11. The Invitation - Another limited location film built around tension within the group. This achieves that with a much larger cast, though that fact also raises a few issues for me. More specifically, there comes a point in the film where I'm convinced more than one person would be sane enough to get the hell out of that situation. I've heard plenty of theories as to why the confession offered by John Carrol Lynch's character doesn't and more of the dinner party to the exit, but I don't buy any of them. What does work is the incredibly unsettlng atmosphere and a final shot that doesn't give an easy release from the intense finale.

12. Captain America: Civil War - I keep debating if it should be held against this film that it cannot stand alone. More than any other Marvel film, this is the culmination of multiple entries, and yet, you don't feel the strains of that as much as you could have. At the end of the day, this is a really strong entry in the Marvel canon that builds off of a well-justified conflict between Iron Man and Captain America. Along the way, the ground is seeded for upcoming films starring Spider-Man and Black Panther, but the clever work of screenwriters Christopher Markus & Stephen McFeely keeps these cameos from feeling like mere advertisements for future spinoffs. (To see how all of this could have gone much more out of control, check out Batman v. Superman.) After a second viewing, I still find myself on Team Iron Man.

13. The Nice Guys - Ten years after Kiss Kiss Bang Bang, we finally get a worthy follow-up from writer/director Shane Black, who shares scripting duties here with Anthony Bagarozzi. This tale of two '70s era private eyes on the case of a missing teenage girl didn't quite blow me away as much as the former film, but it remains a fun romp full of everything you'd expect in a Shane Black film. Russell Crowe and Ryan Gosling are as good as you'd expect, but I feel like the real find here is Angourie Rice, who was 14 at the time of shooting. She handles the Black tone and dialogue like she was grown in a lab specifically to wield it.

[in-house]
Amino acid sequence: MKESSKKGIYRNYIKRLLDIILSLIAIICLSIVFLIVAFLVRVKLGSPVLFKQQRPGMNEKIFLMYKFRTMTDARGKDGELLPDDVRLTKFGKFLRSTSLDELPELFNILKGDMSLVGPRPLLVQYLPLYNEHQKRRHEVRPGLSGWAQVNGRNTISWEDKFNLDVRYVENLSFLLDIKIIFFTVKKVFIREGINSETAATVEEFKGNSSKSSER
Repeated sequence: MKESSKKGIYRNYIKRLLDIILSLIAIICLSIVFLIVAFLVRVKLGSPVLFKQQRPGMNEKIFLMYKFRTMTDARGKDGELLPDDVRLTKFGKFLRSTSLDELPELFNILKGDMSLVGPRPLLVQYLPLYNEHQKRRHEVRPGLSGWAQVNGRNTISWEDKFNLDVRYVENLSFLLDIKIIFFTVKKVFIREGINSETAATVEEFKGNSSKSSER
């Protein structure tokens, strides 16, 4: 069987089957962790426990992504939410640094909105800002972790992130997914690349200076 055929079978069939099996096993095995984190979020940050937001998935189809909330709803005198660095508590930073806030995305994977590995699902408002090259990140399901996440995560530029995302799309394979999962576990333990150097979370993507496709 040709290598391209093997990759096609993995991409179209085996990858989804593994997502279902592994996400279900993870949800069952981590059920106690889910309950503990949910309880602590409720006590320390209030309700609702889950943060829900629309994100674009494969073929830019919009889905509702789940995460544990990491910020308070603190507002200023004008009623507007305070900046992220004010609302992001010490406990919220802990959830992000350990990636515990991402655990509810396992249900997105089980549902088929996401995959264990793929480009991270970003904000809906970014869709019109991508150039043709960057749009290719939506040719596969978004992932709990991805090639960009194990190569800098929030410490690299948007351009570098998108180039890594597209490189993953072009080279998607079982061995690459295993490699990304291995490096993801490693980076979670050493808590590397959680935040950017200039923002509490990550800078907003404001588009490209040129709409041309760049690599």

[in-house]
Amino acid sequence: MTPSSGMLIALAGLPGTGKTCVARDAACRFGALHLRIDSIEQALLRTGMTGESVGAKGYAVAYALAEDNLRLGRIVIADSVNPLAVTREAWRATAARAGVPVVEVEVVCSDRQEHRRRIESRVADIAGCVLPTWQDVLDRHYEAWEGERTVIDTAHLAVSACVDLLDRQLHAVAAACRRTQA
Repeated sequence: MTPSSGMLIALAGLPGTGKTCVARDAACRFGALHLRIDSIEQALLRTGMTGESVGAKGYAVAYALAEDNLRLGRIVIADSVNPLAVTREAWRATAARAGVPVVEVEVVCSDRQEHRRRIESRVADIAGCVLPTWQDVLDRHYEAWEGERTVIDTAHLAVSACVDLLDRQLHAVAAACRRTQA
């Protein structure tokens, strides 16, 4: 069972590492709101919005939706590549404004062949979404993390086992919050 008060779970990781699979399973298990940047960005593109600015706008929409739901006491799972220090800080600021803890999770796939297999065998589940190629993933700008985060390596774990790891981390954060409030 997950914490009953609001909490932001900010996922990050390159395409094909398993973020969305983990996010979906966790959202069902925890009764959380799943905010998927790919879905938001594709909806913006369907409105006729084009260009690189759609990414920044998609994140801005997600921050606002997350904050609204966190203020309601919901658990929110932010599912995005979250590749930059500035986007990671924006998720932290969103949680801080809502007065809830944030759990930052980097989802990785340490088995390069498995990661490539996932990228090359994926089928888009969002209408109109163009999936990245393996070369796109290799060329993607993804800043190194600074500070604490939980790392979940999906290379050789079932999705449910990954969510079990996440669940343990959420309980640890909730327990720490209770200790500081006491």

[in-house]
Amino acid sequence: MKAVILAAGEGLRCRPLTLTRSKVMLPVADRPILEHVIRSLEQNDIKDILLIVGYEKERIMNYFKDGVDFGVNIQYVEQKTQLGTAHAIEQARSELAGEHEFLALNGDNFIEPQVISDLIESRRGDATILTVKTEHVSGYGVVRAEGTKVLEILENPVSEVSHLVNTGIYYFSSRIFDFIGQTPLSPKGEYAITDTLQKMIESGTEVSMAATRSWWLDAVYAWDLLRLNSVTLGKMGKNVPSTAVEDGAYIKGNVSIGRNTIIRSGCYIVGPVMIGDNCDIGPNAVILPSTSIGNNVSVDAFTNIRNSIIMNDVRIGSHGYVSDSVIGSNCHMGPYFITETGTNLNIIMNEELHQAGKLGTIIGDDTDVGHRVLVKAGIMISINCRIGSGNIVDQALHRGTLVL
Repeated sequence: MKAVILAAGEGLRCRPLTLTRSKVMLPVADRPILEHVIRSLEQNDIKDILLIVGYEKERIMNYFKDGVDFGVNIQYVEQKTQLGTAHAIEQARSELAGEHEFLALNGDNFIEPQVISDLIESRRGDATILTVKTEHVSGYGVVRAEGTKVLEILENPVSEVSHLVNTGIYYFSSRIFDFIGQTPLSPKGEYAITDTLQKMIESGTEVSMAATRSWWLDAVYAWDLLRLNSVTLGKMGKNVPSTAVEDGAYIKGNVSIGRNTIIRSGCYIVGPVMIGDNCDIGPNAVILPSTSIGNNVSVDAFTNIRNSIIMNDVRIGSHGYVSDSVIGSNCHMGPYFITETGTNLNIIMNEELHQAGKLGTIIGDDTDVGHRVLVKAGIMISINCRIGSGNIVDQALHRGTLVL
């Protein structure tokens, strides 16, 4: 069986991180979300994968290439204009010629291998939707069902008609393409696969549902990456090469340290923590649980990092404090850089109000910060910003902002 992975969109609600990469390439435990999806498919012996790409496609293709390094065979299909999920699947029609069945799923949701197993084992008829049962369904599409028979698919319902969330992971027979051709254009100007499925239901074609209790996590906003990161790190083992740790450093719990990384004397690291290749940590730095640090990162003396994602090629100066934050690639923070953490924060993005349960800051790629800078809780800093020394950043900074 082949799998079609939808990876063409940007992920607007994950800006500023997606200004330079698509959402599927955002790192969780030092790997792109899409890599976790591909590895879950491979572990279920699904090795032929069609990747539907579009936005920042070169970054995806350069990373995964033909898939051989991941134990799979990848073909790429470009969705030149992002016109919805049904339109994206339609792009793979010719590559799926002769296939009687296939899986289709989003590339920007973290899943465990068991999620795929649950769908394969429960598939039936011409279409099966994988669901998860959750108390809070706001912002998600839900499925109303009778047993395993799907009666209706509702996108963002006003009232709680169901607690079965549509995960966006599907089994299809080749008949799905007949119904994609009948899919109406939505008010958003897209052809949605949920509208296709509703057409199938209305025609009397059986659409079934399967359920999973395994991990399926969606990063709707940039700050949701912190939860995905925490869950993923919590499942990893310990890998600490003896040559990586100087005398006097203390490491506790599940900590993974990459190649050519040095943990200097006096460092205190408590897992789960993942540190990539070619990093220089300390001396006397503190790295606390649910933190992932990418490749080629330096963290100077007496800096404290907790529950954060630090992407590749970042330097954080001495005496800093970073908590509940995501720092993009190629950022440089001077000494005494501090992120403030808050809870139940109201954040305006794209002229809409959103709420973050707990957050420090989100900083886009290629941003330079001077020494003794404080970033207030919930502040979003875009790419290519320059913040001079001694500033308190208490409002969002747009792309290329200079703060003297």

14. Rogue One - The first non-episodic Star Wars feature is a solid film, if one that lacks the emotional punch that The Force Awakens delivered so powerfully. The first half could stand to be faster moving, and I wish that the main characters had more depth to them... but once the mission actually gets going, the last hour or so is an awesome ride. This movie is the perfect example of how a story that ends strong can redeem earlier missteps. (That said, I do still have misgivings about how tiny the Star Wars Universe is becoming.)

15. Sing Street - Such a cute and nostalgic film about a young Irish boy in the 80s who starts a rock band and finds his own musical voice even as his parents relationship falls apart and he experiences his first love. I'm a major disciple of writer/director Jim Carney's previous film Begin Again, and while this one didn't hit me quite as acutely as that did, it still has some really hummable, toe-tapping tunes and just a really fun vibe.

16. Zootopia - I didn't expect a stealth lesson in prejudice and racial tolerance from this film, and the more I consider it, the more remarkable it is how seamlessly it's woven into the Pixar formula. It's a theme that sneaks up on you without compromising the usual humor and fun characters you expect to find in this film. Without being preachy, it offers strong values to a young audience that will rewatch these movies again and again and absorb the lessons young people really need to hear in this day and age.